Bloat is a very scary condition for rabbits, especially because it is not fully understood. It happens when gas gets trapped in a rabbit’s stomach. Because the sphincter is such a tight plug between the rabbit’s esophagus and stomach, rabbits are unable to burp to release the buildup of gas.
Bloat is usually caused by overeating or other digestive problems, and can come one very quickly. A rabbit with bloat will look rounded on the sides of the abdomen, and the stomach will feel hard when it’s touched. Other symptoms include:
- Breathing rapidly
- Not being able to find a comfortable position to rest in
- Not eating
- Not pooping
- Lack of energy
- Sitting in a hunched position
Like other gastrointestinal conditions, the best way to avoid bloat is to make sure your rabbit has a healthy diet:
- Provide your rabbit with a healthy diet consisting of mostly timothy hay.
- Avoid quick dietary changes
- Stick to a regular feeding schedule
- Reduce stress for your rabbit
Sometimes what looks like a rabbits vomiting is actually a rabbit choking. Choking in rabbits is also rare, since they do not often breathe through their mouths, but it is possible. Anecdotally, people will share stories about when their rabbits suddenly stopped eating and began making retching motions with their heads and mouths. This is often followed by partially chewed up pellets or greens being “thrown up.” It appears as if the rabbit vomited, but usually this is actually a rabbit choking.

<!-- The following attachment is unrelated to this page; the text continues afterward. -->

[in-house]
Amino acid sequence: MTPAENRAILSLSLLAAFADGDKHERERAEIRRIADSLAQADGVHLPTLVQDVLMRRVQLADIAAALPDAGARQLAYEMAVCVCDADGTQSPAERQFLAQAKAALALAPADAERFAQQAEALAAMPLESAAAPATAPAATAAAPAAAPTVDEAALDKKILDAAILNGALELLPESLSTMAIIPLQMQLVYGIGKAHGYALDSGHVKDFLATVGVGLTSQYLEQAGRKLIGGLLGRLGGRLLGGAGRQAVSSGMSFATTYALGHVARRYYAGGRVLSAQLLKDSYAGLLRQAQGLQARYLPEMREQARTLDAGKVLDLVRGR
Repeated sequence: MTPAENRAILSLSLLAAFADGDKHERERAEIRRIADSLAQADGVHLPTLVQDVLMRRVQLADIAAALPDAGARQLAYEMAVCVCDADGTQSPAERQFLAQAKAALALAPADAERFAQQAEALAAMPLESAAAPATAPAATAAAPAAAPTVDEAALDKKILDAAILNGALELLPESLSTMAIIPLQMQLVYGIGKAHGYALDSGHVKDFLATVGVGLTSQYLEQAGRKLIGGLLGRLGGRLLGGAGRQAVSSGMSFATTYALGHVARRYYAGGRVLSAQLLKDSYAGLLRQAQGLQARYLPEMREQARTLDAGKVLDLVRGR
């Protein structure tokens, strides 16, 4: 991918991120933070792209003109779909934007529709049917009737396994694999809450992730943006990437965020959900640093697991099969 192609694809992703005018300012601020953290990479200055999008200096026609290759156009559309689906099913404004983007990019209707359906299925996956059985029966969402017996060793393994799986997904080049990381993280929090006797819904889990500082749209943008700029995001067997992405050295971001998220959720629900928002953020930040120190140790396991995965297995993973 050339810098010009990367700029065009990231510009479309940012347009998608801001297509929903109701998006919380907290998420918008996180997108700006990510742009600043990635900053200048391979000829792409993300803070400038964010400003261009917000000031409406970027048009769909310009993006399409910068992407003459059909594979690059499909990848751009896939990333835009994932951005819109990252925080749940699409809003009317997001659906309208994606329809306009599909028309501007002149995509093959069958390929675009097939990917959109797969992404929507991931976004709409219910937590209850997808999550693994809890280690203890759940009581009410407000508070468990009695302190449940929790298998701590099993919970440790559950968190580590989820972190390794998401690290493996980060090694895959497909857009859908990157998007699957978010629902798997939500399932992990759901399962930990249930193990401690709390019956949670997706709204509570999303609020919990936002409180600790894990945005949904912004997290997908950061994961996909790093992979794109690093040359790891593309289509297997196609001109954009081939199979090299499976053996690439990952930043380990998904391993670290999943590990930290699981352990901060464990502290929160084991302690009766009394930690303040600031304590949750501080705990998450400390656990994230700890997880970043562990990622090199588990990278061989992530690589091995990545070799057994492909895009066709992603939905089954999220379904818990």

How to know if a rabbit is choking
Most of the time when this occurs, the rabbit will manage to “cough up” the food on their own. It’s much like when we humans have to cough to make sure we don’t choke, even though we don’t have a fully blocked air passage. But it is possible for a rabbit to be choking completely.
Signs to look out for include:
- Lifting their head in the air
- Gurgling or whistling sound
- Eyes popping
- Gums turning blue
In an extreme emergency, when your rabbit is not breathing and you only have a few minutes to save their life, there is the bunny Heimlich maneuver. This is an extremely dangerous technique, and while it may save your rabbit’s life it can also cause the rabbit’s spine to be injured. DO NOT USE THIS TECHNIQUE UNLESS THERE IS NO OTHER OPTION!